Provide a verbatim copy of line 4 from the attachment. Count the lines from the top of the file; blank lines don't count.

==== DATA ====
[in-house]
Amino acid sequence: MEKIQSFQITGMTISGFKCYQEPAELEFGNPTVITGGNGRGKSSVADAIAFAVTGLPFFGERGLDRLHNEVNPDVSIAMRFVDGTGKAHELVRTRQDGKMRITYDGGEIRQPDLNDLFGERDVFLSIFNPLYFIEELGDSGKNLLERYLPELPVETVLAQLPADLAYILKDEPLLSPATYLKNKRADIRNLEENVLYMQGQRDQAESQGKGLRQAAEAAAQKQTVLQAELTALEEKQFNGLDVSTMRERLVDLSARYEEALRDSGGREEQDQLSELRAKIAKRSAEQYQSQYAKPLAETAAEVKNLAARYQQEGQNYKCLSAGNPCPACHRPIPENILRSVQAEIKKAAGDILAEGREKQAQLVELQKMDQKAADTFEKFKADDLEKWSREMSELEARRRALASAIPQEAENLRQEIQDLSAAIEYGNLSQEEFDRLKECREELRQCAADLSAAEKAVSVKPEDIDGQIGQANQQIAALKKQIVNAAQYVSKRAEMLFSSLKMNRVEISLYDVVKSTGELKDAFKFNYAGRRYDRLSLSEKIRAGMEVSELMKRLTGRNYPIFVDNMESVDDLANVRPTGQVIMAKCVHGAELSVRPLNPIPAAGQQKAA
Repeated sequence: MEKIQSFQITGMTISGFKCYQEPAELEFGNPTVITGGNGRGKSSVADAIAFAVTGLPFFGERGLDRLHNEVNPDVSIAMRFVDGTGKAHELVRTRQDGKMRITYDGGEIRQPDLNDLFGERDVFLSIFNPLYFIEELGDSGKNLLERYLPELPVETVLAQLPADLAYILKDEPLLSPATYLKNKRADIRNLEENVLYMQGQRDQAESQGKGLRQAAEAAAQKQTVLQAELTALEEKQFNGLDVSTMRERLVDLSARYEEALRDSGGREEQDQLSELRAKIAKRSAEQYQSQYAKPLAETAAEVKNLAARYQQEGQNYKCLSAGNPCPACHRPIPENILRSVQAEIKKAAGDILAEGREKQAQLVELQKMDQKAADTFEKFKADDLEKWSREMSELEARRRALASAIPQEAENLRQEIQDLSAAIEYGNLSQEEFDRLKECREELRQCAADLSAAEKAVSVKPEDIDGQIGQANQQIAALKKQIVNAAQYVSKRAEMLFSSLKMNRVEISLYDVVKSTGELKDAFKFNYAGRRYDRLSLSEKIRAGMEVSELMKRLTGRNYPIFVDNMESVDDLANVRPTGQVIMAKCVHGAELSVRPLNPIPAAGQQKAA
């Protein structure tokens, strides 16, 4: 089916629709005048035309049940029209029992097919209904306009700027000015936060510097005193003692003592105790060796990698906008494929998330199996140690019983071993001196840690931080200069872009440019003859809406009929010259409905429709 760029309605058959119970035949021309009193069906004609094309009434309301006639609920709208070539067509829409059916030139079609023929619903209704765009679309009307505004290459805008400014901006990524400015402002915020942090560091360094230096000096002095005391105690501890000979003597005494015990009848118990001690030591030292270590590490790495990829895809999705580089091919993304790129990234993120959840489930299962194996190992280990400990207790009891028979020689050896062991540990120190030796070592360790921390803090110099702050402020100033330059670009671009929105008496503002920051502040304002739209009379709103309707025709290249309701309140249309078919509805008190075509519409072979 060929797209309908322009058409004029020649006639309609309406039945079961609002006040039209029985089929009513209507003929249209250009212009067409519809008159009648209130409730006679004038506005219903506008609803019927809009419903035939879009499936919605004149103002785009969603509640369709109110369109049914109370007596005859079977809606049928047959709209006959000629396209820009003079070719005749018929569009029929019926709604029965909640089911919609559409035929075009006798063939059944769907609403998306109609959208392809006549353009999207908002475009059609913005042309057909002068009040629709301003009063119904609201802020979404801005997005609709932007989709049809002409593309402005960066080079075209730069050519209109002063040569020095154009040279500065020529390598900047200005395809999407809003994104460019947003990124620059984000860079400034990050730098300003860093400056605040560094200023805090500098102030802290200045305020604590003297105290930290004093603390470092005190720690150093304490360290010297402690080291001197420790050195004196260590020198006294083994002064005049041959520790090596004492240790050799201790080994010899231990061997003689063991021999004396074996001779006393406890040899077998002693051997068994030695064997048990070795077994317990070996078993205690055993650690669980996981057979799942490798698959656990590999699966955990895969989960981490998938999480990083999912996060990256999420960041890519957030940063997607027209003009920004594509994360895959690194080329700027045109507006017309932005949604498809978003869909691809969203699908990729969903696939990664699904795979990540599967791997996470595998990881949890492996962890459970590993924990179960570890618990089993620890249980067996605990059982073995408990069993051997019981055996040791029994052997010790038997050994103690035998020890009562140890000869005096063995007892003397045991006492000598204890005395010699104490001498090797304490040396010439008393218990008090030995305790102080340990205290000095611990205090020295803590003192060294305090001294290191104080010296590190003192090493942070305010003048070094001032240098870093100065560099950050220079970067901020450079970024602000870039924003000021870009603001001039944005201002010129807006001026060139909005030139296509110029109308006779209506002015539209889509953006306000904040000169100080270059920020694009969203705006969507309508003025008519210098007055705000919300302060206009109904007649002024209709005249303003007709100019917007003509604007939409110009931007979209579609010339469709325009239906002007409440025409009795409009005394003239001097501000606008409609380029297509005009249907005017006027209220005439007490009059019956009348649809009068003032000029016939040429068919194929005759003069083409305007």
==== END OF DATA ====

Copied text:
């Protein structure tokens, strides 16, 4: 089916629709005048035309049940029209029992097919209904306009700027000015936060510097005193003692003592105790060796990698906008494929998330199996140690019983071993001196840690931080200069872009440019003859809406009929010259409905429709 760029309605058959119970035949021309009193069906004609094309009434309301006639609920709208070539067509829409059916030139079609023929619903209704765009679309009307505004290459805008400014901006990524400015402002915020942090560091360094230096000096002095005391105690501890000979003597005494015990009848118990001690030591030292270590590490790495990829895809999705580089091919993304790129990234993120959840489930299962194996190992280990400990207790009891028979020689050896062991540990120190030796070592360790921390803090110099702050402020100033330059670009671009929105008496503002920051502040304002739209009379709103309707025709290249309701309140249309078919509805008190075509519409072979 060929797209309908322009058409004029020649006639309609309406039945079961609002006040039209029985089929009513209507003929249209250009212009067409519809008159009648209130409730006679004038506005219903506008609803019927809009419903035939879009499936919605004149103002785009969603509640369709109110369109049914109370007596005859079977809606049928047959709209006959000629396209820009003079070719005749018929569009029929019926709604029965909640089911919609559409035929075009006798063939059944769907609403998306109609959208392809006549353009999207908002475009059609913005042309057909002068009040629709301003009063119904609201802020979404801005997005609709932007989709049809002409593309402005960066080079075209730069050519209109002063040569020095154009040279500065020529390598900047200005395809999407809003994104460019947003990124620059984000860079400034990050730098300003860093400056605040560094200023805090500098102030802290200045305020604590003297105290930290004093603390470092005190720690150093304490360290010297402690080291001197420790050195004196260590020198006294083994002064005049041959520790090596004492240790050799201790080994010899231990061997003689063991021999004396074996001779006393406890040899077998002693051997068994030695064997048990070795077994317990070996078993205690055993650690669980996981057979799942490798698959656990590999699966955990895969989960981490998938999480990083999912996060990256999420960041890519957030940063997607027209003009920004594509994360895959690194080329700027045109507006017309932005949604498809978003869909691809969203699908990729969903696939990664699904795979990540599967791997996470595998990881949890492996962890459970590993924990179960570890618990089993620890249980067996605990059982073995408990069993051997019981055996040791029994052997010790038997050994103690035998020890009562140890000869005096063995007892003397045991006492000598204890005395010699104490001498090797304490040396010439008393218990008090030995305790102080340990205290000095611990205090020295803590003192060294305090001294290191104080010296590190003192090493942070305010003048070094001032240098870093100065560099950050220079970067901020450079970024602000870039924003000021870009603001001039944005201002010129807006001026060139909005030139296509110029109308006779209506002015539209889509953006306000904040000169100080270059920020694009969203705006969507309508003025008519210098007055705000919300302060206009109904007649002024209709005249303003007709100019917007003509604007939409110009931007979209579609010339469709325009239906002007409440025409009795409009005394003239001097501000606008409609380029297509005009249907005017006027209220005439007490009059019956009348649809009068003032000029016939040429068919194929005759003069083409305007």